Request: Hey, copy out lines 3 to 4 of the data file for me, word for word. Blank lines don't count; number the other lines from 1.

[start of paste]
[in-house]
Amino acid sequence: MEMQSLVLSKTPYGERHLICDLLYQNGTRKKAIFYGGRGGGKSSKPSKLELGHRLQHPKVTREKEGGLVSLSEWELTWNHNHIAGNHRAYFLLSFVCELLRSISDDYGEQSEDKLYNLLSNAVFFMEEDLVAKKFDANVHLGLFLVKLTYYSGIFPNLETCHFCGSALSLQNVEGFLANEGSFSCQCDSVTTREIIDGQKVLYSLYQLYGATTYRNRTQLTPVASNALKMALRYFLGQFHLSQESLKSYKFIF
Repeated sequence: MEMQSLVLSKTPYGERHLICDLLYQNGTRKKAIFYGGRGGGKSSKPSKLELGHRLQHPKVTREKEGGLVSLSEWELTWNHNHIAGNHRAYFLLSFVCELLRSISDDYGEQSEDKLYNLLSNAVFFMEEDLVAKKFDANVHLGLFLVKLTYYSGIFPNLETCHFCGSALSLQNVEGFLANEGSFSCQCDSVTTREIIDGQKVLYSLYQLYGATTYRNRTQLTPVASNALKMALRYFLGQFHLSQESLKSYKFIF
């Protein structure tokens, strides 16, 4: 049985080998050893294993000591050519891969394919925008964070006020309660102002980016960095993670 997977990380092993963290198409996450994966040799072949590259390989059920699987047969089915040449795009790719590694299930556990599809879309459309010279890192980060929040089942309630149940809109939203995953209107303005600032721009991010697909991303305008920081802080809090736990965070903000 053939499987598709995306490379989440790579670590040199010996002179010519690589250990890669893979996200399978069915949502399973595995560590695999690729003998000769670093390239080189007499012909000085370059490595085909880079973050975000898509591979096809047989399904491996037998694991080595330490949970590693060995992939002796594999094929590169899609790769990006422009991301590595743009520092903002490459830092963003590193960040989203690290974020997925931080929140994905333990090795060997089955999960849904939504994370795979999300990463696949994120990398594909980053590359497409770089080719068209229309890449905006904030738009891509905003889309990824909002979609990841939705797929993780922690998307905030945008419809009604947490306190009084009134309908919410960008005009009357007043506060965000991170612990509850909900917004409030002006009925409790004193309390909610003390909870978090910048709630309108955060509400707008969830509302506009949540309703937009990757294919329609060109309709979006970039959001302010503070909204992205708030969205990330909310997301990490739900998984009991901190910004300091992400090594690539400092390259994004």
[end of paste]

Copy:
Repeated sequence: MEMQSLVLSKTPYGERHLICDLLYQNGTRKKAIFYGGRGGGKSSKPSKLELGHRLQHPKVTREKEGGLVSLSEWELTWNHNHIAGNHRAYFLLSFVCELLRSISDDYGEQSEDKLYNLLSNAVFFMEEDLVAKKFDANVHLGLFLVKLTYYSGIFPNLETCHFCGSALSLQNVEGFLANEGSFSCQCDSVTTREIIDGQKVLYSLYQLYGATTYRNRTQLTPVASNALKMALRYFLGQFHLSQESLKSYKFIF
């Protein structure tokens, strides 16, 4: 049985080998050893294993000591050519891969394919925008964070006020309660102002980016960095993670 997977990380092993963290198409996450994966040799072949590259390989059920699987047969089915040449795009790719590694299930556990599809879309459309010279890192980060929040089942309630149940809109939203995953209107303005600032721009991010697909991303305008920081802080809090736990965070903000 053939499987598709995306490379989440790579670590040199010996002179010519690589250990890669893979996200399978069915949502399973595995560590695999690729003998000769670093390239080189007499012909000085370059490595085909880079973050975000898509591979096809047989399904491996037998694991080595330490949970590693060995992939002796594999094929590169899609790769990006422009991301590595743009520092903002490459830092963003590193960040989203690290974020997925931080929140994905333990090795060997089955999960849904939504994370795979999300990463696949994120990398594909980053590359497409770089080719068209229309890449905006904030738009891509905003889309990824909002979609990841939705797929993780922690998307905030945008419809009604947490306190009084009134309908919410960008005009009357007043506060965000991170612990509850909900917004409030002006009925409790004193309390909610003390909870978090910048709630309108955060509400707008969830509302506009949540309703937009990757294919329609060109309709979006970039959001302010503070909204992205708030969205990330909310997301990490739900998984009991901190910004300091992400090594690539400092390259994004």